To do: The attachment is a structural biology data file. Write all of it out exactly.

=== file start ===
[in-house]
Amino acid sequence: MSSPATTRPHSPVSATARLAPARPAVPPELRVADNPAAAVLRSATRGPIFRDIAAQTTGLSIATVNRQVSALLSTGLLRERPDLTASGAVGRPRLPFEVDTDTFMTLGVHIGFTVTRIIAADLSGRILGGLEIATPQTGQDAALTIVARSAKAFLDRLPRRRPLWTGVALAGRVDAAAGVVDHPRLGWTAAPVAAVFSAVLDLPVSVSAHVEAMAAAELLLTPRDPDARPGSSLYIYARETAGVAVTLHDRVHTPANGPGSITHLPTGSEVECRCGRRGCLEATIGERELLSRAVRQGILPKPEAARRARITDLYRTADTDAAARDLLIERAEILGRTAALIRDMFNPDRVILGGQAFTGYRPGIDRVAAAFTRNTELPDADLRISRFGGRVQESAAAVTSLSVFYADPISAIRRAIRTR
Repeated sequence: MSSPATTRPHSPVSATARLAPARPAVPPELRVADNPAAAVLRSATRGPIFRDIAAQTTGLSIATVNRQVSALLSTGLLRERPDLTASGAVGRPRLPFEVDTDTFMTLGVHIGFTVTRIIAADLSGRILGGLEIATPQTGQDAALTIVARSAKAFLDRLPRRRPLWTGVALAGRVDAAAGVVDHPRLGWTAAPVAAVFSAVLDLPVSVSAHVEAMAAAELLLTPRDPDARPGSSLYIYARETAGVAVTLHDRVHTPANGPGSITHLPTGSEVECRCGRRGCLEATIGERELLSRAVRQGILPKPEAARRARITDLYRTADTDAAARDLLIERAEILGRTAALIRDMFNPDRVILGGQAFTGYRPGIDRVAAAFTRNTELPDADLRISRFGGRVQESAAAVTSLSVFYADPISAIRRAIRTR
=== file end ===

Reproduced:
[in-house]
Amino acid sequence: MSSPATTRPHSPVSATARLAPARPAVPPELRVADNPAAAVLRSATRGPIFRDIAAQTTGLSIATVNRQVSALLSTGLLRERPDLTASGAVGRPRLPFEVDTDTFMTLGVHIGFTVTRIIAADLSGRILGGLEIATPQTGQDAALTIVARSAKAFLDRLPRRRPLWTGVALAGRVDAAAGVVDHPRLGWTAAPVAAVFSAVLDLPVSVSAHVEAMAAAELLLTPRDPDARPGSSLYIYARETAGVAVTLHDRVHTPANGPGSITHLPTGSEVECRCGRRGCLEATIGERELLSRAVRQGILPKPEAARRARITDLYRTADTDAAARDLLIERAEILGRTAALIRDMFNPDRVILGGQAFTGYRPGIDRVAAAFTRNTELPDADLRISRFGGRVQESAAAVTSLSVFYADPISAIRRAIRTR
Repeated sequence: MSSPATTRPHSPVSATARLAPARPAVPPELRVADNPAAAVLRSATRGPIFRDIAAQTTGLSIATVNRQVSALLSTGLLRERPDLTASGAVGRPRLPFEVDTDTFMTLGVHIGFTVTRIIAADLSGRILGGLEIATPQTGQDAALTIVARSAKAFLDRLPRRRPLWTGVALAGRVDAAAGVVDHPRLGWTAAPVAAVFSAVLDLPVSVSAHVEAMAAAELLLTPRDPDARPGSSLYIYARETAGVAVTLHDRVHTPANGPGSITHLPTGSEVECRCGRRGCLEATIGERELLSRAVRQGILPKPEAARRARITDLYRTADTDAAARDLLIERAEILGRTAALIRDMFNPDRVILGGQAFTGYRPGIDRVAAAFTRNTELPDADLRISRFGGRVQESAAAVTSLSVFYADPISAIRRAIRTR